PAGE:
Wake up and smell the coffee. My favorite flavor is a brand local to Modena called Caffe' Piu' Borghi. You'll notice that the site is in Italian and they have a blog where the managers work alongside with the marketing people. Look at the pictures, will you? The graphics and layout don't look as polished as the corporate site. Unplugged and completely comfortable with it. They get it!
Since I cannot get that coffee from here, I order a very good Lavazza Crema e Gusto.
I've talked about Pirelli calendars in a couple of posts. Italians can really do art well, and those are some of the most artistic and sensual works you could put on a wall to keep track of your schedule, yet remain timeless and tell you a story. [It was suggested I caution my readers that some of the images, while artistic, may be provocative.]
We've also talked about advertising as art and Richie and C.B. had some very interesting opinions in regard. You should bookmark those two blogs, they are very different from each other, yet equally intriguing. One of the things you may have noticed about this blog, is that regardless of the topic it brings together ideas and people in new ways that make you ponder. It's completely intended.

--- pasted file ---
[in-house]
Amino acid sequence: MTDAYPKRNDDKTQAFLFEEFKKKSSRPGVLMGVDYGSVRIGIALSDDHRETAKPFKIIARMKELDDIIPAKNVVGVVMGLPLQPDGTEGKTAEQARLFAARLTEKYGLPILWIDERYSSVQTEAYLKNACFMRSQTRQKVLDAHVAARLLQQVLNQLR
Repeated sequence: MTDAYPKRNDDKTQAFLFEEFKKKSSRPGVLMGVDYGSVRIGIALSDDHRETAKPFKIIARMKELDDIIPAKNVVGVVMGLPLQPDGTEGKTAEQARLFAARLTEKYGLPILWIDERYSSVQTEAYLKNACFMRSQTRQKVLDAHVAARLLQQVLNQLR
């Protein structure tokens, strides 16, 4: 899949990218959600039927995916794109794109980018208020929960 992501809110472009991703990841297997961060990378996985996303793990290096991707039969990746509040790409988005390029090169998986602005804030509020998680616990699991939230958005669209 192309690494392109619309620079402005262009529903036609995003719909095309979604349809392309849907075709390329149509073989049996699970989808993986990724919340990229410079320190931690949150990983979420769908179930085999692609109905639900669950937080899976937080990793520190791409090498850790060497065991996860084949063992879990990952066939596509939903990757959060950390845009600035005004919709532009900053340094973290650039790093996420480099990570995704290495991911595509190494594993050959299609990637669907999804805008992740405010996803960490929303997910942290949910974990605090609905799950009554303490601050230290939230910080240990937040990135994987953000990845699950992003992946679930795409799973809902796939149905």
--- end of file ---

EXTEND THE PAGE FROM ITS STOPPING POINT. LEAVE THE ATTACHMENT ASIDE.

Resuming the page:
Back to Lavazza; they also produce a calendar every year. While their calendar is a bit more fantastic, it remains artistic. Each year they choose to tell a different story -- what a nice way to promote your product and service. [Same caution here as above]
If you navigate on the Lavazza site, you'll find that most of the information is organized through a channel interface, including 100 years of communication, from the "company" window. Their oldest ads in the Italian default screen are works of art; the most recent TV ads are skits starring popular comics and show personalities. As you go through the visuals, you'll see cultural underpinnings, especially for the '70s -- who could forget those years, in some ways they've come back to us.
If you work in an agency, this might provide a very interesting review of European campaigns and it's all explained in English. I've given you two examples: tires and coffee, both living in a crowded marketplace, yet managing to stand out superbly.
Have we moved away from storytelling in advertising? Have we become too preoccupied with downloading features and benefits at the expense of the problem we're trying to solve? In the morning, all I want is a home-brewed cup of good coffee so I can wake up and inhale my day.